Emotional Train Wreck!

Read John 19

Focus on verse 15trainwreck

Our actions are typically controlled by either our will or our emotions. When we act according to our will, we tend to think through the consequences of what we are doing and behave in a civil manner. When we allow our emotions to control our actions, we often do and say things we later come to regret.

I have found it helpful to envision this process as a train in which our will is the locomotive, and our emotions are the caboose. As long as we mover the train forward, with the will leading the emotions, we can travel at a reasonable rate of speed and remain on the tracks and arrive at our scheduled destination on time. When we run the train in reverse, with the caboose in the lead it can work for a while, if we are not going too fast, but it gets quite risky to run a long train in reverse at cruising speed. It is almost guaranteed that there will be a wreck at some point. The same is true of us when we allow our emotions to direct our actions.

In today’s reading the Jewish leaders seem to have allowed their emotions to rule their actions when they begin to shout, “We have no king but Caesar!” The Jews had no great love for Caesar or the Roman occupation. They would never have shouted this if they had actually thought through what they were saying, however, in this case, they were so emotionally charged up and fixated on doing away with Jesus they lost sight of everything else.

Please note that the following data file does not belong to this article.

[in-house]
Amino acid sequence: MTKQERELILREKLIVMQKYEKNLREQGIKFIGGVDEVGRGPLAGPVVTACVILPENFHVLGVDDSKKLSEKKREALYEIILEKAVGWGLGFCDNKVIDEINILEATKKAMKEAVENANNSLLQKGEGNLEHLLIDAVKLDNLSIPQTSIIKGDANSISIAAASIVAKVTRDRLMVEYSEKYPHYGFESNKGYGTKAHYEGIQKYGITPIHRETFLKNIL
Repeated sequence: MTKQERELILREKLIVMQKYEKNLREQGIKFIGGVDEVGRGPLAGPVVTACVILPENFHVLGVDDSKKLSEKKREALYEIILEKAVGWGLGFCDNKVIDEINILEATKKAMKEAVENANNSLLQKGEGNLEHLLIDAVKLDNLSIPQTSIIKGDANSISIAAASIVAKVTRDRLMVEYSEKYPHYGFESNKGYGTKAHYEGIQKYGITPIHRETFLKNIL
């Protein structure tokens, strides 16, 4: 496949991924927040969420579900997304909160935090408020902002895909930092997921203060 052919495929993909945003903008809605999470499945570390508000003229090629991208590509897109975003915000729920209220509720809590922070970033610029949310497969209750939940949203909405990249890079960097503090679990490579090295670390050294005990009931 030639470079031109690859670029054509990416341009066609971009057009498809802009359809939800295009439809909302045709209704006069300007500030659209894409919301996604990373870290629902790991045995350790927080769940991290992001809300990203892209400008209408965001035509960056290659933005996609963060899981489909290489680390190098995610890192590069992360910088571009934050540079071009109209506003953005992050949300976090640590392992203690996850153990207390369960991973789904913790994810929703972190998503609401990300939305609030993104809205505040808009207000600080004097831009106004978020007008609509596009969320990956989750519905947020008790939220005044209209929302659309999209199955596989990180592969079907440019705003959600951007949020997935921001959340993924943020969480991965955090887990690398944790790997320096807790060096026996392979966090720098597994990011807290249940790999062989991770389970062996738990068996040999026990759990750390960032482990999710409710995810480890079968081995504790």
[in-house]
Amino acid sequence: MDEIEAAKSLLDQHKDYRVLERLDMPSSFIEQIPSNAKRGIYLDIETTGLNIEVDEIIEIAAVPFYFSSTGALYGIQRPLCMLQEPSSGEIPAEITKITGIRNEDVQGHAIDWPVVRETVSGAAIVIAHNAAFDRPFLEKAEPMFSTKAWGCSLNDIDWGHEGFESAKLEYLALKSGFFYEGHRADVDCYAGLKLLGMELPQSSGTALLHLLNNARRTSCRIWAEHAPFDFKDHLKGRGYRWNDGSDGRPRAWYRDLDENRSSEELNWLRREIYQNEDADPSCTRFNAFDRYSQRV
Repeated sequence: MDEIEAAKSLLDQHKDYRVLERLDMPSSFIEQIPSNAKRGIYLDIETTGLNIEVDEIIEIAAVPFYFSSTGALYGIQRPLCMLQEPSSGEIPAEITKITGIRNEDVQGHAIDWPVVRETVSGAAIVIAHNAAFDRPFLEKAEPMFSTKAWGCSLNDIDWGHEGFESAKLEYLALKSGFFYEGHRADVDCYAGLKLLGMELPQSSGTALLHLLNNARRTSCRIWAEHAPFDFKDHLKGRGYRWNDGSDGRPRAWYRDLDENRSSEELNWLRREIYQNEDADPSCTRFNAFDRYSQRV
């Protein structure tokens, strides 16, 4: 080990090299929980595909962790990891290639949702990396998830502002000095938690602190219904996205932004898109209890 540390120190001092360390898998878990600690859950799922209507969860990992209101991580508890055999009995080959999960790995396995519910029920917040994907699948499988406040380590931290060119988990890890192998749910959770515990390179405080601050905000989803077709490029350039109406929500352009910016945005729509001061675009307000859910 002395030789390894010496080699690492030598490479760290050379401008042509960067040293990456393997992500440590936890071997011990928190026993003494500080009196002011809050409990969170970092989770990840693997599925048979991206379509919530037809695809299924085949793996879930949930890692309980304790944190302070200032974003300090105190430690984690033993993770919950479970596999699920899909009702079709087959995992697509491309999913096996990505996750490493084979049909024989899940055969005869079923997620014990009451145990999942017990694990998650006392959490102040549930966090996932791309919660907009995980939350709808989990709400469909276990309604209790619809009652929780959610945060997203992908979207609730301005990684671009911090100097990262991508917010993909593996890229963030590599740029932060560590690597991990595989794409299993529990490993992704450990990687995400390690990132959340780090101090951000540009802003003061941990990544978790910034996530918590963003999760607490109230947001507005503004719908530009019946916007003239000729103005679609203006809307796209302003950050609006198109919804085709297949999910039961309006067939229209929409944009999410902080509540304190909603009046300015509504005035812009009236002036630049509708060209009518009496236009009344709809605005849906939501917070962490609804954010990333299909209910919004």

This is what happens when we allow our emotions to rule the day. We lose sight of everything except that which we are emotionally charged up about. In such a state, we say things and do things that we would likely never consider doing if we were thinking it through and allowing our will to dictate our actions. It is a particularly dangerous thing when a large group of people is whipped into an emotional frenzy, as was the case in Jesus trial before Pilate. Pilate believed Jesus was innocent; he tried several times to reason with the crowd, but in the end he turned him over to be crucified for fear of the Jews causing a riot if he did not. This was not justice – it was a mob lynching. Civilized mature people do not behave this way. Mature civilized people learn how to control their emotions even when they are strongly affected.

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About Dented-Knight

A knight with polished, shining, perfect armor is typically one with no battle experience. It is the knight in dented armor that knows what it costs to win.
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